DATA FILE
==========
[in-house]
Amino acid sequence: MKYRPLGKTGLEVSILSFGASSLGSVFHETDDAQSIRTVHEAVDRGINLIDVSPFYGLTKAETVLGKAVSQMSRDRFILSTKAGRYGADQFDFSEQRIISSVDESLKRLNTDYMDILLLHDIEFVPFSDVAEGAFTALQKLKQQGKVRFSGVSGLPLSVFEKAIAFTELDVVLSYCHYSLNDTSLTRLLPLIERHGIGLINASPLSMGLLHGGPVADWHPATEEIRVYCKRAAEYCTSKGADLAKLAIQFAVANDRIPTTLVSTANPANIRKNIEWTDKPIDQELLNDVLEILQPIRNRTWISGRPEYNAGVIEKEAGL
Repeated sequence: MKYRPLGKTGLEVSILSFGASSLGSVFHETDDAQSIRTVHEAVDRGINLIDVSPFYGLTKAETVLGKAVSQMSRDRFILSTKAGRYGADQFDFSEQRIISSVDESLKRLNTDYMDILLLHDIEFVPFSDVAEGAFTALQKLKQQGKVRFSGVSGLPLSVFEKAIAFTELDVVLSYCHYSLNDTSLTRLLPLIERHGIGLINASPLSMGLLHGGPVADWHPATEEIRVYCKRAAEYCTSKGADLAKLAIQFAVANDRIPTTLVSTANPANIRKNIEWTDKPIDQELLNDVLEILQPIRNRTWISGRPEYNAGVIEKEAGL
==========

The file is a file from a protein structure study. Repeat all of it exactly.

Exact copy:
[in-house]
Amino acid sequence: MKYRPLGKTGLEVSILSFGASSLGSVFHETDDAQSIRTVHEAVDRGINLIDVSPFYGLTKAETVLGKAVSQMSRDRFILSTKAGRYGADQFDFSEQRIISSVDESLKRLNTDYMDILLLHDIEFVPFSDVAEGAFTALQKLKQQGKVRFSGVSGLPLSVFEKAIAFTELDVVLSYCHYSLNDTSLTRLLPLIERHGIGLINASPLSMGLLHGGPVADWHPATEEIRVYCKRAAEYCTSKGADLAKLAIQFAVANDRIPTTLVSTANPANIRKNIEWTDKPIDQELLNDVLEILQPIRNRTWISGRPEYNAGVIEKEAGL
Repeated sequence: MKYRPLGKTGLEVSILSFGASSLGSVFHETDDAQSIRTVHEAVDRGINLIDVSPFYGLTKAETVLGKAVSQMSRDRFILSTKAGRYGADQFDFSEQRIISSVDESLKRLNTDYMDILLLHDIEFVPFSDVAEGAFTALQKLKQQGKVRFSGVSGLPLSVFEKAIAFTELDVVLSYCHYSLNDTSLTRLLPLIERHGIGLINASPLSMGLLHGGPVADWHPATEEIRVYCKRAAEYCTSKGADLAKLAIQFAVANDRIPTTLVSTANPANIRKNIEWTDKPIDQELLNDVLEILQPIRNRTWISGRPEYNAGVIEKEAGL